This post is a quick follow-on to my last, inspired by the same piece of client work. Fair warning: it’s only going to make sense if you are already somewhat familiar with aggregate views and view definition scripts (.csc). If you’re not already familiar with the concepts but want to read this anyway, I’d refer you to a presentation given at Kscope11 as an excellent (ahem) primer on the topic (free associate membership of ODTUG required).
But in summary: Many people maintaining larger or complex ASO cubes have developed very carefully crafted sets of aggregate views to optimize query performance. They also know that, unfortunately, some structural changes can invalidate those view definitions – adding levels to stored dimensions and adding new stored dimensions to name two. This can necessitate a lot of painstaking, trial-and-error optimization to generate a new set of aggregate views that provide equivalent performance to the original set.
In the course of adding a new dimension to an existing cube, I realized that there was a straightforward way to preserve the validity of my existing set of aggregate views.
As I said, I’m going to assume a certain degree of familiarity with the concepts. Documenting the derivation of aggregate view ID’s is definitely on my list (I’ve been promising to finish a fully-functional aggregate view calculator since 2011, and every year at Kscope someone will embarrass me by asking if it’s finished yet). But I will take a quick look at what’s inside an aggregate view definition script. Here’s an ASOsamp.Sample example:
3 4142187940 0 1 17 0.980087482822801 139 0.561948262991848
There are three components to these scripts. First, we have a count of the views described by the script, including counting the input data as one view:
Second, an “outline ID”. Essentially, the outline ID is a number that will change if the number of stored levels in the cube changes. This is the snitch the tells Essbase “hey, your view definition script is no longer valid” if you make one of the relevant structural changes and attempt to re-run the existing script:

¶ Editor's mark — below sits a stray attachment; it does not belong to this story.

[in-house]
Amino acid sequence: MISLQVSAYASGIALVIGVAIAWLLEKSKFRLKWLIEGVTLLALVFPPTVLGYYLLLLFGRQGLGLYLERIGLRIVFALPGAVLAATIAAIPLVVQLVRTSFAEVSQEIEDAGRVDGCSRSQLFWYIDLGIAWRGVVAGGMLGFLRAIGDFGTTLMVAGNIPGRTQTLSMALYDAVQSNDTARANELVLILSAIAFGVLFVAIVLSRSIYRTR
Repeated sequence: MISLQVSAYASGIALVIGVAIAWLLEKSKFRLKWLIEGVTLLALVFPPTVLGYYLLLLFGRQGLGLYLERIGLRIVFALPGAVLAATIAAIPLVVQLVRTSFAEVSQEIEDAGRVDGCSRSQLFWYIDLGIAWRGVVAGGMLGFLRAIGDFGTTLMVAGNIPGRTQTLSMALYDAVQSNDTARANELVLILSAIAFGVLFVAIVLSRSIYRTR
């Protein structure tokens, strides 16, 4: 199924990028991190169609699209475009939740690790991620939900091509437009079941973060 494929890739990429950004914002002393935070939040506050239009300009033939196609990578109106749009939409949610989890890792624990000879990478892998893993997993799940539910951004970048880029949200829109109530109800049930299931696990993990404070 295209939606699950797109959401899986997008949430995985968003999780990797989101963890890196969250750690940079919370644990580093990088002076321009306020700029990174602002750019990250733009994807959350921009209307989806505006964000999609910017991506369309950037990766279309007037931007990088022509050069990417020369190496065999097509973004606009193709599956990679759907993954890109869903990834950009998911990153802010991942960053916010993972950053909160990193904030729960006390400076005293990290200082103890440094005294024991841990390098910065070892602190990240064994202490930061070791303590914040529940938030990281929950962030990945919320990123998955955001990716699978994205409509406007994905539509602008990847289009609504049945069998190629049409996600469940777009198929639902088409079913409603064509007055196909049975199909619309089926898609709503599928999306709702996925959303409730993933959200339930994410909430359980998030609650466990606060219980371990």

Third, we have the aggregate views themselves, each represented by a pair of numbers – the view “ID” followed by the estimated view size as a proportion of the input data size.
0 1 17 0.980087482822801 139 0.561948262991848
View IDs are integer values that encode the selection of a specific level in each stored dimension. Without providing a full mathematical explanation of view ID derivation, I’ll make the following observations:
- The level selection in each stored dimension is encoded as a number
- A level selection of zero is always encoded as a zero, for any dimension
- The numbers representing the level selections for each stored dimension are added up to calculate the final view ID
- The possible encoded values for the earlier (higher, in the Outline Editor view) dimensions are smaller numbers than the possible encoded values for later stored dimensions, such that the final view ID is always unambiguous. This isn’t precisely how it’s done, but imagine the first dimension selection being encoded as the least significant bits of a binary number, with later dimensions being encoded in successively more significant bits
There’s a really handy if not-totally-intuitive consequence of all this:
If you add a new stored dimension to a cube as the last dimension, any existing view IDs are still valid, and represent the same set of level selections from existing dimensions plus level zero in the new dimension.
This set of aggregate views is probably a really good starting point for further optimization – likely a whole lot better than starting from scratch, if you have spent a bunch of time crafting those view selections. It may even be already sufficient for good query performance.
There is one small wrinkle, and that’s that the above doesn’t quite mean that the existing aggregate view definition script can be used – because the outline ID will still change when adding a new dimension, and Essbase will refuse to process a script with a non-matching outline ID. The solution to this is to get the new outline ID with MaxL. It’s included in the output of the following command (and it doesn’t matter whether the cube actually has any aggregate views or not):
query database APP.DB list existing_views;
Then manually update the existing script to replace the old outline ID with the new one.